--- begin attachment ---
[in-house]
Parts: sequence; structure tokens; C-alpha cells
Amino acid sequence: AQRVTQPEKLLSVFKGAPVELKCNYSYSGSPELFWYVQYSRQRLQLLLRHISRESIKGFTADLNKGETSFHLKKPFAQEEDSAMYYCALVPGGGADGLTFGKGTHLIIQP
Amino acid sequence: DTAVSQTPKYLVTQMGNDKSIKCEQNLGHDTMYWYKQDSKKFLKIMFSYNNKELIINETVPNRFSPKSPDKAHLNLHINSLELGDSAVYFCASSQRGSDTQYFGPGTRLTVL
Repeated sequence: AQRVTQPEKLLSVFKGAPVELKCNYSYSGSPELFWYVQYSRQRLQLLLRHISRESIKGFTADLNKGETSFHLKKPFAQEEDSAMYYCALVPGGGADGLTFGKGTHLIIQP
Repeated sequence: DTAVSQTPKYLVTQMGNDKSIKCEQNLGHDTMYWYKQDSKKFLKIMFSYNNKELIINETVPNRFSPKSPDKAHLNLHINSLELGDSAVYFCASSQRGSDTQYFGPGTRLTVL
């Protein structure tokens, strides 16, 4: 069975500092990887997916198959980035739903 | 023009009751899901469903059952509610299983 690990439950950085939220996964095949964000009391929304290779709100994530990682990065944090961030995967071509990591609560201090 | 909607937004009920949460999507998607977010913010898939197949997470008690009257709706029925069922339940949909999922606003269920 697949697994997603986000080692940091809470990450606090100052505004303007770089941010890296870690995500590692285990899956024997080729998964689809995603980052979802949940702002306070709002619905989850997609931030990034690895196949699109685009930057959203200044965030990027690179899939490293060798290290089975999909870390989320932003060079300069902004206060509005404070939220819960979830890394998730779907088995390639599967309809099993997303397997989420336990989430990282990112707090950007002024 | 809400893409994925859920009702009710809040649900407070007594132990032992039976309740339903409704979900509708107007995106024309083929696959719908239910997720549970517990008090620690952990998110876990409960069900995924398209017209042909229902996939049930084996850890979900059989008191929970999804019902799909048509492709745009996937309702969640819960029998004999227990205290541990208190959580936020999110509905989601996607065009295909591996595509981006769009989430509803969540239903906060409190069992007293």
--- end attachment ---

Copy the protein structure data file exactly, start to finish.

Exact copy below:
[in-house]
Parts: sequence; structure tokens; C-alpha cells
Amino acid sequence: AQRVTQPEKLLSVFKGAPVELKCNYSYSGSPELFWYVQYSRQRLQLLLRHISRESIKGFTADLNKGETSFHLKKPFAQEEDSAMYYCALVPGGGADGLTFGKGTHLIIQP
Amino acid sequence: DTAVSQTPKYLVTQMGNDKSIKCEQNLGHDTMYWYKQDSKKFLKIMFSYNNKELIINETVPNRFSPKSPDKAHLNLHINSLELGDSAVYFCASSQRGSDTQYFGPGTRLTVL
Repeated sequence: AQRVTQPEKLLSVFKGAPVELKCNYSYSGSPELFWYVQYSRQRLQLLLRHISRESIKGFTADLNKGETSFHLKKPFAQEEDSAMYYCALVPGGGADGLTFGKGTHLIIQP
Repeated sequence: DTAVSQTPKYLVTQMGNDKSIKCEQNLGHDTMYWYKQDSKKFLKIMFSYNNKELIINETVPNRFSPKSPDKAHLNLHINSLELGDSAVYFCASSQRGSDTQYFGPGTRLTVL
């Protein structure tokens, strides 16, 4: 069975500092990887997916198959980035739903 | 023009009751899901469903059952509610299983 690990439950950085939220996964095949964000009391929304290779709100994530990682990065944090961030995967071509990591609560201090 | 909607937004009920949460999507998607977010913010898939197949997470008690009257709706029925069922339940949909999922606003269920 697949697994997603986000080692940091809470990450606090100052505004303007770089941010890296870690995500590692285990899956024997080729998964689809995603980052979802949940702002306070709002619905989850997609931030990034690895196949699109685009930057959203200044965030990027690179899939490293060798290290089975999909870390989320932003060079300069902004206060509005404070939220819960979830890394998730779907088995390639599967309809099993997303397997989420336990989430990282990112707090950007002024 | 809400893409994925859920009702009710809040649900407070007594132990032992039976309740339903409704979900509708107007995106024309083929696959719908239910997720549970517990008090620690952990998110876990409960069900995924398209017209042909229902996939049930084996850890979900059989008191929970999804019902799909048509492709745009996937309702969640819960029998004999227990205290541990208190959580936020999110509905989601996607065009295909591996595509981006769009989430509803969540239903906060409190069992007293």